Trump risks inflaming Middle East as he recognises Jerusalem as Israel's capital

Donald Trump risked inflaming the Middle East tonight as he unilaterally announced that the US was recognising the divided city of Jerusalem as Israel's capital, and that the US would move its embassy from Tel Aviv to the Holy City.

After 24 hours of a major international backlash at his move, led by Pope Francis who expressed his 'deep concern' earlier, Trump confirmed the controversial step, saying 'all challenges demand a new approach'.

Claiming that a two-state solution in the region – now widely seen as threatened – was still possible Trump said: 'This is a long overdue step to advance the peace process.'

US President Donald Trump and Israeli Prime Minister Benjamin Netanyahu shake hands after Trump's address at the Israel Museum in Jerusalem May 23, 2017.Reuters

In a statement at the White House guaranteed in to delight the Israeli prime minister Benjamin Netanyahu and infuriate Palestinians who regard the division of Jerusalem as crucial to any settlement, he went on: 'This is nothing more or less than a recognition of reality.'

Netanyahu has called the move a 'historic landmark' but Palestinians have called for protests in the West Bank and Gaza.

Trump was speaking in front of his Vice President Mike Pence, who will travel to the region in the coming days.

'Every previous American president has exercised the law's waiver refusing to recognise Jerusalem as Israel's capital city,' Trump said.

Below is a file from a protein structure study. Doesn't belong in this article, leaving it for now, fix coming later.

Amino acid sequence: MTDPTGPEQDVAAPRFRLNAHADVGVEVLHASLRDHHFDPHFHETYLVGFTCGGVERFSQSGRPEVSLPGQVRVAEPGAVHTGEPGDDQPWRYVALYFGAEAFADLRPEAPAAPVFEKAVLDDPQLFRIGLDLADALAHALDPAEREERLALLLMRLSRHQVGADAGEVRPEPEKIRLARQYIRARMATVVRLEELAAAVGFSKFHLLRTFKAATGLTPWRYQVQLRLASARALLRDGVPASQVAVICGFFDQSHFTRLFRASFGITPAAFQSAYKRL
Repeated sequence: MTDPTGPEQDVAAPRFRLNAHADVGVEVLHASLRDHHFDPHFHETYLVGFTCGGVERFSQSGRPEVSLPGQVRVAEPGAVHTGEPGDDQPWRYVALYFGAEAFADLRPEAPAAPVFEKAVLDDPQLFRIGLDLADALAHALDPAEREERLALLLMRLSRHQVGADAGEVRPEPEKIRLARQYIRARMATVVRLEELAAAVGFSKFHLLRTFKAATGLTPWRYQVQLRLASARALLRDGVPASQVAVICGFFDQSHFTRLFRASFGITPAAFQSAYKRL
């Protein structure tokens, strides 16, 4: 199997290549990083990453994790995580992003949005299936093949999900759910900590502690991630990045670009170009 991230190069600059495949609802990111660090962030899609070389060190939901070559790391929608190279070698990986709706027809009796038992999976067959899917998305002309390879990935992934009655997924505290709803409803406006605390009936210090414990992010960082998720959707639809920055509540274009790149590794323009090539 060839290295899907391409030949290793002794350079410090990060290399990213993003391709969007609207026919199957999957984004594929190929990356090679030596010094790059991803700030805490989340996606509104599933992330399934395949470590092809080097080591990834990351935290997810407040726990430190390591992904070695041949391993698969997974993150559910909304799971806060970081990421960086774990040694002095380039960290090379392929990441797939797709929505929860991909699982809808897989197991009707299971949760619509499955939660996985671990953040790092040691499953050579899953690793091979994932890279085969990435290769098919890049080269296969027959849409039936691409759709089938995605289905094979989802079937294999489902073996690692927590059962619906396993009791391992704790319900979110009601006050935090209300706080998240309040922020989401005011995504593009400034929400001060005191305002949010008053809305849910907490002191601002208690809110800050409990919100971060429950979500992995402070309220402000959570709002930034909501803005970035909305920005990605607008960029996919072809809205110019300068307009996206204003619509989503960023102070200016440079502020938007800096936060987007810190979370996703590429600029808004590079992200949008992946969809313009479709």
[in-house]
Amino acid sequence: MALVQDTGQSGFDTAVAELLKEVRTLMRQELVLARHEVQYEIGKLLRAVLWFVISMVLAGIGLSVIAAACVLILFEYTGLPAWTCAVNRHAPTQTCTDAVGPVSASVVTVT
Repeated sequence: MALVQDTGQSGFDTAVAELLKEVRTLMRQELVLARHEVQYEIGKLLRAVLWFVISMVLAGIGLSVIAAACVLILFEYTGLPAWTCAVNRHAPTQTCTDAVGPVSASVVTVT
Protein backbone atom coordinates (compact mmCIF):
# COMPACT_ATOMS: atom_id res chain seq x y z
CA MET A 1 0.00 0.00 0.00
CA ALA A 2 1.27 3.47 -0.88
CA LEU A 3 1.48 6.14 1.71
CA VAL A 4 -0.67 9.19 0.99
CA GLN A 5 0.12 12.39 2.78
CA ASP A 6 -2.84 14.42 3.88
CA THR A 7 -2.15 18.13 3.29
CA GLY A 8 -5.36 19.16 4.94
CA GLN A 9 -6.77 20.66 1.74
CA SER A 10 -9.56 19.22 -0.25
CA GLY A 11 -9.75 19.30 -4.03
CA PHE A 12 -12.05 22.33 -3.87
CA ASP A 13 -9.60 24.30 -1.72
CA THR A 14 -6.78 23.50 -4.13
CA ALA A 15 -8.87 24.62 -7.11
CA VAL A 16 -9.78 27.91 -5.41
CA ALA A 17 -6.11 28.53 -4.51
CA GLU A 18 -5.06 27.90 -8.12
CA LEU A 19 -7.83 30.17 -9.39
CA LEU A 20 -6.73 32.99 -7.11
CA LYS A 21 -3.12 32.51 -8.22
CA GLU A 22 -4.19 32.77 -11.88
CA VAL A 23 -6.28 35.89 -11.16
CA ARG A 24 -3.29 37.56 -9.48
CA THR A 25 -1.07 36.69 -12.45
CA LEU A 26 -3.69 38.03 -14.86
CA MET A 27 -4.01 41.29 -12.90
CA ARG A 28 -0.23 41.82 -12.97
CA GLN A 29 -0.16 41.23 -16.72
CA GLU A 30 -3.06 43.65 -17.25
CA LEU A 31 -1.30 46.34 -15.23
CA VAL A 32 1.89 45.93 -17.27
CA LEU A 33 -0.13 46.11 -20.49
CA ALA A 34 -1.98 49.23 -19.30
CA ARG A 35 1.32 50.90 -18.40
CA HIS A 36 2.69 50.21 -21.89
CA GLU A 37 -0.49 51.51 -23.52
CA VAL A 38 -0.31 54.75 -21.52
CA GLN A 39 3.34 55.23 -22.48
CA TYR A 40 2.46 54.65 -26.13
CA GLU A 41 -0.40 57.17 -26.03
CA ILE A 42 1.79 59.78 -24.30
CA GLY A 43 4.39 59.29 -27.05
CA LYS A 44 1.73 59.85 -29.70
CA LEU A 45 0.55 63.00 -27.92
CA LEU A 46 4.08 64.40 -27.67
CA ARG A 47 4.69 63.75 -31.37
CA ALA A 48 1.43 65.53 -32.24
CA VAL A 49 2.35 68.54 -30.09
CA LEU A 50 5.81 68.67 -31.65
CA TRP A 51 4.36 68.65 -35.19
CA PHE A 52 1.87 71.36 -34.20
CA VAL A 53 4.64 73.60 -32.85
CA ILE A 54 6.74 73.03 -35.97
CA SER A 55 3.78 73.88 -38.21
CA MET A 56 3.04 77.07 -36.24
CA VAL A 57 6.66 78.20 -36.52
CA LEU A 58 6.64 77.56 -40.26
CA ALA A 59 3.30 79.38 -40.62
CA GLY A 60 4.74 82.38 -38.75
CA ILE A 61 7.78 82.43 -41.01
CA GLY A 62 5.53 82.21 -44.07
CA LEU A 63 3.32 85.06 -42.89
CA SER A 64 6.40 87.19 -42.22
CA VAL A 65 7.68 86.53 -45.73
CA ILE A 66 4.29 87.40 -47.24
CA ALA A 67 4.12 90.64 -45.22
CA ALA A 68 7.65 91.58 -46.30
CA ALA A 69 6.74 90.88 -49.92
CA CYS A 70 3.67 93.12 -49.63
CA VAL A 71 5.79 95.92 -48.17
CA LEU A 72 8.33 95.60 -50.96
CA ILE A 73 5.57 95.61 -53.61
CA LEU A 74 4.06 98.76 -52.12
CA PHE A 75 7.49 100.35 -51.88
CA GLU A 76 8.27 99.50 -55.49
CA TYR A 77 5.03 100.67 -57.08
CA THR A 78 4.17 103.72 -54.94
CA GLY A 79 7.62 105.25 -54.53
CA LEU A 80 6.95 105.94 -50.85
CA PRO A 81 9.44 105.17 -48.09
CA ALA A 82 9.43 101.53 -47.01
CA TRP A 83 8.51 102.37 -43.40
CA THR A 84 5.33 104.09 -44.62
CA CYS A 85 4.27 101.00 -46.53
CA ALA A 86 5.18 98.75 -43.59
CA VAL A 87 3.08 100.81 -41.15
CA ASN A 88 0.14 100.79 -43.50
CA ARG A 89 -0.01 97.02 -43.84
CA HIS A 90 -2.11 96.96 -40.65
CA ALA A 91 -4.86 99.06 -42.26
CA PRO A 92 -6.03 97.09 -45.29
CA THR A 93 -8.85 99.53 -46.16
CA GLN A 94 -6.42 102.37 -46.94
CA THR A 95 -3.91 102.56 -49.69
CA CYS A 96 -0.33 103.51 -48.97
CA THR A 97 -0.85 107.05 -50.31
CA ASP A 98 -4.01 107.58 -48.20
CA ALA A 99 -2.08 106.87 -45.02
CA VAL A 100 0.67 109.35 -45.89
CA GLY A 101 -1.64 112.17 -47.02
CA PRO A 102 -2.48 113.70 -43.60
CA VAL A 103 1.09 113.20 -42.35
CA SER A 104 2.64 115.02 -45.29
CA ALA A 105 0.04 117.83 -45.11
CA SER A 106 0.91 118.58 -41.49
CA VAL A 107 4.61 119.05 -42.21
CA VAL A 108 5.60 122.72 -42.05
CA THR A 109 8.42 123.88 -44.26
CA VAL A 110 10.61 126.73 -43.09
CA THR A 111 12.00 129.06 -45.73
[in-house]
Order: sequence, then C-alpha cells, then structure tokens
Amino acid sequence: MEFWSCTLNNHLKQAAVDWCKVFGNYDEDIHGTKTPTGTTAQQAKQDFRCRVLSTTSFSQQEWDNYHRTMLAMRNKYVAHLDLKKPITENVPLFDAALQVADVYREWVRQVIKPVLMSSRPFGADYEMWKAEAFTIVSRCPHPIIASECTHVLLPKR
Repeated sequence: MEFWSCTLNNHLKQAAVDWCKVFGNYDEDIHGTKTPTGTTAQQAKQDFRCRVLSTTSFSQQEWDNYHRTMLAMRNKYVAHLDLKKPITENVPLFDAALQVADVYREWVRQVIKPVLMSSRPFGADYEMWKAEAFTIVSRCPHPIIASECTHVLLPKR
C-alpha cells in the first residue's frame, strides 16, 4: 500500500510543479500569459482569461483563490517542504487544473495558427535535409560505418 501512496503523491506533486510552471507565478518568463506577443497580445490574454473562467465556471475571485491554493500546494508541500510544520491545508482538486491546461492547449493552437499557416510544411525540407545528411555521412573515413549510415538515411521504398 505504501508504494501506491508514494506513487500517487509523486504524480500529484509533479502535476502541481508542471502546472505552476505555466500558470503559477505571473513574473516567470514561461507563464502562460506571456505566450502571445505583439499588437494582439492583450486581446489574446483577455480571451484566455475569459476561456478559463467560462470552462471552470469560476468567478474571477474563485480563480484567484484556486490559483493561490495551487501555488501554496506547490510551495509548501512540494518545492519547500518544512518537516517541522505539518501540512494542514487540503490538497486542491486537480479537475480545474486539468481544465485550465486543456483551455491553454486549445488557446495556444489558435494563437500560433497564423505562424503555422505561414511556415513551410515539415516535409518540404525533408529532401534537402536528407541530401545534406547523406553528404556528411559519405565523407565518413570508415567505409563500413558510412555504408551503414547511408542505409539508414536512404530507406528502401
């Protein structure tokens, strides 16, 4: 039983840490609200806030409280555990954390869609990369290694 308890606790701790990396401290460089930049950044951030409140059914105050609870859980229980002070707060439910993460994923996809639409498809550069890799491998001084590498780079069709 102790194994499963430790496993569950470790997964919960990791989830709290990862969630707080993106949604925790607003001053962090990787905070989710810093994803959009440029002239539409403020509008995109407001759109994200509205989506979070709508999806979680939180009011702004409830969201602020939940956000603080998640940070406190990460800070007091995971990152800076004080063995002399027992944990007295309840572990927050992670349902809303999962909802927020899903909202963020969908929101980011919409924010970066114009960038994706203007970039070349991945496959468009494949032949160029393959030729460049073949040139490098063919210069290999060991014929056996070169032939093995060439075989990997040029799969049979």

'Some say they lacked courage... after two decades delaying recognition has done nothing to achieve peace. It would be folly to assume repeating this would make a better result. I have determined that it is time to officially recognise Jerusalem as the capital of Israel. While previous presidents have made this a major promise they have failed to deliver.'

Trump added that Jerusalem must remain a holy site for Jews, Christians and Muslims, all of whom worship in the city.

The UN and almost every country in the world currently refuse to accept that Jerusalem is Israel's capital, with most major embassies functioning in the sea-side business capital, Tel Aviv. The international consensus is that East Jerusalem is occupied territory, just like the West Bank.

While Israel considers Jerusalem its 'eternal, undivided capital', the Palestinians regard the east of the city – occupied by Israel in the 1967 Six Day War – to be the capital of any future Palestinian state.

The debate about the embassy's location goes back to 1995, when the US Congress approved the Jerusalem Embassy Act, which requires that the American embassy be moved from Tel Aviv to Jerusalem.

The divided city of Jerusalem, central to any solution between Israel and the Palestinians.Reuters

Since then, successive US presidents – both Democratic and Republican – have exercised a waiver delaying its implementation every six months on national security grounds, and official US policy does not recognise Jerusalem as Israel's capital.

There has been speculation for the past two years about whether Trump would fulfill his campaign promise to make the move, as well as recognise Jerusalem as Israel's capital.

The French president Emmanuel Macron responded to the 'unilateral' move, saying: 'This decision is a regrettable decision that France does not approve of and goes against international law and all the resolutions of the UN Security Council.'